Attention and consciousness

I noted in the post on Susan Blackmore's views that often consciousness get associated with the results of one of three processes: perception, attention, or introspection. Interestingly, while everyone and their brother has a book out on consciousness, attention receives far less... attention. At least in the popular press. The science of attention has a … Continue reading Attention and consciousness

Graziano’s non-mystical approach to consciousness

Someone called my attention to a new paper by Michael Graziano: A conceptual framework for consciousness. I've highlighted Graziano's approach and theory many times over the years. I think his Attention Schema Theory provides important insights into how top down attention works. But it's his overall approach that I find the most value in. He's … Continue reading Graziano’s non-mystical approach to consciousness

Anil Seth’s theory of consciousness

I recently completed Anil Seth's new book, Being You: A New Science of Consciousness. Seth starts out discussing David Chalmers' hard problem of consciousness, as well as views like physicalism, idealism, panpsychism, and functionalism. Seth is a physicalist, but is suspicious of functionalism. Seth makes a distinction between the hard problem, which he characterizes as … Continue reading Anil Seth’s theory of consciousness

Sources of information on neuroscience

It's been a while since I listed good sources to learn about neuroscience and the brain. I think anyone interested in consciousness and the mind should get a grounding in the basics. It's a bit of work, but the introductory accounts aren't anything unmanageable for someone who can parse philosophically dense material. And it enables … Continue reading Sources of information on neuroscience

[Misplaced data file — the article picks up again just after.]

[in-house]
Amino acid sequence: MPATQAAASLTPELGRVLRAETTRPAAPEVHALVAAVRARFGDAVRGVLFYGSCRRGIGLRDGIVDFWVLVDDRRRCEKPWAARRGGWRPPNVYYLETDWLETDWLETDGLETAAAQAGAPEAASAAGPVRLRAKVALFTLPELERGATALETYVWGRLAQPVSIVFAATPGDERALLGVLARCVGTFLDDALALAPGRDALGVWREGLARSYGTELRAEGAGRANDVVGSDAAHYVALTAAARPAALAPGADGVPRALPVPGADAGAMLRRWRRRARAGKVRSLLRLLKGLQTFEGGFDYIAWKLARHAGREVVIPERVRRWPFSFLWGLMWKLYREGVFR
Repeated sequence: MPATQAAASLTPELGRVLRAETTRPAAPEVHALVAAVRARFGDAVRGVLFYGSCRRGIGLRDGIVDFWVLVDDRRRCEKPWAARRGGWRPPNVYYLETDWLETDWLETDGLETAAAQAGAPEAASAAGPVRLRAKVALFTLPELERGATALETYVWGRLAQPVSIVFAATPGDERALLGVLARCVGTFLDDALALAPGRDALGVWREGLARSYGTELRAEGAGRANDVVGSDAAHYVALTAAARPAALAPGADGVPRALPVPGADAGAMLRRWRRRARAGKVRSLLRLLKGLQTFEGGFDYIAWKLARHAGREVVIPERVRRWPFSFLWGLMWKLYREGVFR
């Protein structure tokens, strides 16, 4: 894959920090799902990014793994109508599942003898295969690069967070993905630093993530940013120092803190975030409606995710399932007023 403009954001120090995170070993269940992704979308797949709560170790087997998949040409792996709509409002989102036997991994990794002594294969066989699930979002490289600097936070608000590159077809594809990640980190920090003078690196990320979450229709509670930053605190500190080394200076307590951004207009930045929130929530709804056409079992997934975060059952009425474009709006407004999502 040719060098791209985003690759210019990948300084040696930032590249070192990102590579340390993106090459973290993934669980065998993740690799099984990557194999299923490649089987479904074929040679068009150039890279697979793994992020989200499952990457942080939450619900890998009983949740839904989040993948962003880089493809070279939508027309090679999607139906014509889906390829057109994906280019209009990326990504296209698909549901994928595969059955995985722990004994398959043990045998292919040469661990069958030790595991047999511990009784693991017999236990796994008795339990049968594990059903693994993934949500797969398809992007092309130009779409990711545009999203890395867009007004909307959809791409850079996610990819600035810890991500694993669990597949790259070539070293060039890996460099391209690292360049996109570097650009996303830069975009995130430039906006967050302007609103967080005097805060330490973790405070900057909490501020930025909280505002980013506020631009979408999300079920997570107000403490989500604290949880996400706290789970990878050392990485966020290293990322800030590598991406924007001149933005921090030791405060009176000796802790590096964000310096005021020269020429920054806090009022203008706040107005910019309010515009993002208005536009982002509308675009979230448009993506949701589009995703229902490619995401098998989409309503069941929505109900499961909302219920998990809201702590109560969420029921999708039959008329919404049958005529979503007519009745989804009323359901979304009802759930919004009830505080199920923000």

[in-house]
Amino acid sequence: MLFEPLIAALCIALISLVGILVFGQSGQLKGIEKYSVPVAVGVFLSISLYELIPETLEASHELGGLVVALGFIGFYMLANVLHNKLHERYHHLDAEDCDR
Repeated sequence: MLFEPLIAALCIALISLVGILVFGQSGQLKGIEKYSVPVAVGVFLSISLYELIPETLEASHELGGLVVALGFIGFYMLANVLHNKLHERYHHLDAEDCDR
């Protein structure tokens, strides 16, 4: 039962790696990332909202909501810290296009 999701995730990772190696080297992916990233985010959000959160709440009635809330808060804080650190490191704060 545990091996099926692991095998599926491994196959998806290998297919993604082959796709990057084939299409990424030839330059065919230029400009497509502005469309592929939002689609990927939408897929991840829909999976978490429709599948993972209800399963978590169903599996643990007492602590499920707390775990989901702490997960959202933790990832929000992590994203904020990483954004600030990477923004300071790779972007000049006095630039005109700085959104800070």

Perceptions are dispositions all the way down

(Warning: neuroscience weeds) Some years ago, I reviewed Antonio Damasio's theory of consciousness, based on his book, Self Comes to Mind. (He has a newer book, The Strange Order of Things, which I haven't read yet, so this may not represent his most current views.) In that book, Damasio makes a distinction between two types … Continue reading Perceptions are dispositions all the way down

Consciousness and intelligence

Chimp using a stick

The other day, when discussing Mark Solms' book, I noted that he is working to create an artificial consciousness, but that he emphasizes that he isn't aiming for intelligence, just the conscious part, as though consciousness and intelligence are unrelated. This seems to fit with his affect centered theory of consciousness, and it matches a … Continue reading Consciousness and intelligence

A perceptual hierarchy of consciousness

I've discussed many times how difficult consciousness can be to define. One of the earliest modern definitions, from John Locke, was, "the perception of what passes in a man's own mind." This definition makes consciousness inherently about introspection. But other definitions over the centuries have focused on knowledge in general as well as intentionality, the … Continue reading A perceptual hierarchy of consciousness

Stimulating the prefrontal cortex

(Warning: neuroscience weeds) This is an interesting study getting attention on social media: Does the Prefrontal Cortex Play an Essential Role in Consciousness? Insights from Intracranial Electrical Stimulation of the Human Brain. Ned Block is one of the authors. (Warning: paywalled, but you might have luck here.) The study looks at data from epileptic patients … Continue reading Stimulating the prefrontal cortex

The global playground

(Warning: neuroscience weeds) Stanislas Dehaene recently called attention to a paper in Nature studying the brain dynamics of something becoming conscious. The study supports the global neuronal workspace theory that consciousness involves "bifurcation" dynamics, an "ignition", a phase transition between preconscious and conscious processing. Prior to the transition, the processing is feedforward and fleeting. After … Continue reading The global playground